BU Today

Campus Life + Health & Wellness

When It Comes To Booze, Students Don’t Always See Straight

Few peers raise eyebrows at excessive drinking, says BU’s wellness expert


Health educator Beth Grampetro says partying students often don’t realize how much they’re drinking. Photo by Kalman Zabarsky

A recent study conducted at the University at Buffalo found alarming links between drinking and sexual and physical assault, particularly for freshman women who drink more during the first year of college than they did in high school. The report, released by the university’s Research Institute on Addictions (RIA), surveyed almost 900 female freshmen and found 22 percent of those who started drinking on campus or increased their consumption reported being victimized. Estimates compiled by other health experts have pegged alcohol-related physical assaults on college campuses at 600,000 a year, with sexual assaults at around 100,000 a year.

BU Today discussed the report with Beth Grampetro, the health and wellness educator at Student Health Services, who is responsible for health education programs on campus, including those focusing on alcohol. In light of such figures, we asked Grampetro how well BU students understand the risks involved with heavy drinking.

BU Today: How well-informed do you find the student body when it comes to the dangers of alcohol?
Grampetro: On the whole, our students are informed when it comes to the broader issues. They know that drinking excessively has consequences, up to and including death. But many aren’t aware that one drink is 12 ounces of beer, 5 ounces of wine, or 1.5 ounces of hard liquor. That means most of them are drinking more drinks at a time than they realize. Your typical “red cup” is 18 ounces, for example. They also don’t realize that things like blacking out, passing out, and alcohol poisoning don’t happen only after a dozen drinks. It can happen after just a few.

What differences do you see in attitude or awareness between male students and female students when it comes to alcohol consumption?
I think women are slightly more aware that they could be victimized and tend to be a bit more careful about not walking home alone and such, but really in the past five years or so it has become just as socially acceptable for women to get excessively drunk as it has been for men. I think the attitude these days is that out-of-control behavior from students who are drinking is par for the course. Not every student approves, but most look at those antics as what’s expected to happen when people are drinking.

From where you sit, do the results of the RIA freshman drinking study line up with what you’ve observed at BU?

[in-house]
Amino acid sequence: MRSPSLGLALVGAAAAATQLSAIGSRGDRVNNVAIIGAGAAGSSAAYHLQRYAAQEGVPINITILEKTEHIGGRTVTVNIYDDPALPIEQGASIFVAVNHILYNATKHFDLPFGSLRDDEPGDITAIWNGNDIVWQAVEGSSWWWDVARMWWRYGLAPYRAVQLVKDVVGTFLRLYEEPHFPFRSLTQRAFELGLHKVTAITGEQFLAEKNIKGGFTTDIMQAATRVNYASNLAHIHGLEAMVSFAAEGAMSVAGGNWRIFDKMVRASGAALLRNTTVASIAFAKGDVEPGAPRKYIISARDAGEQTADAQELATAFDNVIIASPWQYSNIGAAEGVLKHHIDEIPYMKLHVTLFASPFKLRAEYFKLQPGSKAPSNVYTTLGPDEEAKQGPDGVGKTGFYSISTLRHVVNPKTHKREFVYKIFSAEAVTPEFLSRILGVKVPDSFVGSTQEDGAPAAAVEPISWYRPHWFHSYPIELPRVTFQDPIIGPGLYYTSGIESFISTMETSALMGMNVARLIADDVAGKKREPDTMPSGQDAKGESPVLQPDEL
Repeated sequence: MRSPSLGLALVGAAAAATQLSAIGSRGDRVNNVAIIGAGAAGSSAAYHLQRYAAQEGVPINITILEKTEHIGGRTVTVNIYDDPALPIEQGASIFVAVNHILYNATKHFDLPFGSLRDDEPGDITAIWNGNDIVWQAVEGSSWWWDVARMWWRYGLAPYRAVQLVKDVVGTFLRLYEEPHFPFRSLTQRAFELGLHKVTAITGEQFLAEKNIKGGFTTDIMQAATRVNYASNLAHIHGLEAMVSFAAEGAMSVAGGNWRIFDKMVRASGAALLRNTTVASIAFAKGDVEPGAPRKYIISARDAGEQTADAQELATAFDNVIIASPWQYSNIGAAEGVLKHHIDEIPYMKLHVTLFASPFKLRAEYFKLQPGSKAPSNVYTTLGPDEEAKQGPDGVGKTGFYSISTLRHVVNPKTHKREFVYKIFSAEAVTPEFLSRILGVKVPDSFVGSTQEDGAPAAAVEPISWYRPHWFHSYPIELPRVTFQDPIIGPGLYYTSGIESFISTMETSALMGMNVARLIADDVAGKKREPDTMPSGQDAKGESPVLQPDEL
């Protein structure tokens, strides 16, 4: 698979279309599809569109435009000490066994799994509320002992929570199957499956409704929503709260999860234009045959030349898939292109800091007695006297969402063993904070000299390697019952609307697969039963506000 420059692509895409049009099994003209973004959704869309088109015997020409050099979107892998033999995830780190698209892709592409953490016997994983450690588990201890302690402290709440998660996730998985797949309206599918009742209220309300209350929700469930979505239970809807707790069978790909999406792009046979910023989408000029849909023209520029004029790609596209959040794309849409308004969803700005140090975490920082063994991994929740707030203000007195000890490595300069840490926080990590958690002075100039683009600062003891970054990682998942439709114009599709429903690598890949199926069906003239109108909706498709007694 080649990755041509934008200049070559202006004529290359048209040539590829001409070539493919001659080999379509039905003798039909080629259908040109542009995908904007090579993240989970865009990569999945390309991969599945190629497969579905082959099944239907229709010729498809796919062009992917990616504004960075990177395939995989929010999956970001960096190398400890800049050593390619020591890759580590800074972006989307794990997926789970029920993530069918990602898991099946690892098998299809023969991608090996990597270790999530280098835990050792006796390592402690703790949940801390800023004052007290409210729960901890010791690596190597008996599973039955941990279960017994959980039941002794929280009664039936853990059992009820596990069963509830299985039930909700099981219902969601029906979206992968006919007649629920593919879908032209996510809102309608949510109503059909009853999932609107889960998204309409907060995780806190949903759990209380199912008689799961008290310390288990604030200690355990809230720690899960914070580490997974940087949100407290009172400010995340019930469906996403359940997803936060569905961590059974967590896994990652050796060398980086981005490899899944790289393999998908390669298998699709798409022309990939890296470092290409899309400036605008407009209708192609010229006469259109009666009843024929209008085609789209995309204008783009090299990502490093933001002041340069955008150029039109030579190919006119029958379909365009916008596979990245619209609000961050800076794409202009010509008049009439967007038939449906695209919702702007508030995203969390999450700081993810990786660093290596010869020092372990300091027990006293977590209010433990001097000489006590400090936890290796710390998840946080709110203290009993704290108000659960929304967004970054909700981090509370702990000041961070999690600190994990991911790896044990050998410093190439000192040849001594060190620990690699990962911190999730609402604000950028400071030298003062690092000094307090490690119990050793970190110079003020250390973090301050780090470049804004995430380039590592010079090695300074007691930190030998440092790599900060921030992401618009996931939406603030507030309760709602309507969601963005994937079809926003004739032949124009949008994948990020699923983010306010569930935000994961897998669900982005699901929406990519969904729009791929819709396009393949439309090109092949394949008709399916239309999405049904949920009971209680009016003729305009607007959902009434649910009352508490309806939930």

Since I’m not a counselor, I’m not typically the person to whom a student will disclose an incident of sexual or physical violence. In the few instances where a student has disclosed that information to me, alcohol was always involved. Anecdotally, I would agree that what the study shows and what’s happening on our campus are likely similar. We’re also quite similar to most other colleges as far as our data regarding heavy episodic drinking and general alcohol use, so it stands to reason that our students, engaging in many of the same behaviors as their peers at other institutions, are likely experiencing similar consequences.

How does the community discuss the issue of alcohol, sexual assault, and behavior modification without placing the burden of responsibility on women or perpetuating the notion of female as victim?
When I speak with students, I try to encourage all of them, men and women, to be responsible for themselves and their friends when they go out. While no one, male or female, can be accused of “inviting” a sexual assault, and a victim is not at fault for what happens to him or her, we can all do things when we are out to minimize the chances that we may be victimized. It’s a fuzzy line between saying “watch out for yourself” and “if anything happens, it isn’t your fault,” but I believe those are both true. I think we can do things like staying together, making sure we all get home safe, drinking moderately so that we make better decisions. But we can’t prevent everything.

Do you know of studies that have examined alcohol and male sexual predators on college campuses?
There’s a study referenced by the Higher Education Center that suggests that alcohol use may cause men to misperceive women’s sexual interest, have less concern for the woman’s experience, and be less able to evaluate correctly whether the woman has consented.

What advice would you give young female students who plan to go out drinking? What advice to men?
I’ll answer these together because my advice is the same. Students who choose to drink alcohol should limit their consumption to no more than one drink per hour and no more than four drinks per night. They should pay careful attention when their drinks are prepared and served, and also note how large the drink actually is. Again, a Solo cup is typically 18 ounces, which is one-and-a-half beers, not just one. When friends go out in groups, everyone who goes out together should come home together. As far as sexual activity, I’d say that it’s better to wait till everyone’s sober. You’re more likely to make decisions you’ll be happy with the next day, more likely to use protection, and more likely to be able to consent with a clear head.

Caleb Daniloff can be reached at cdanilof@bu.edu.

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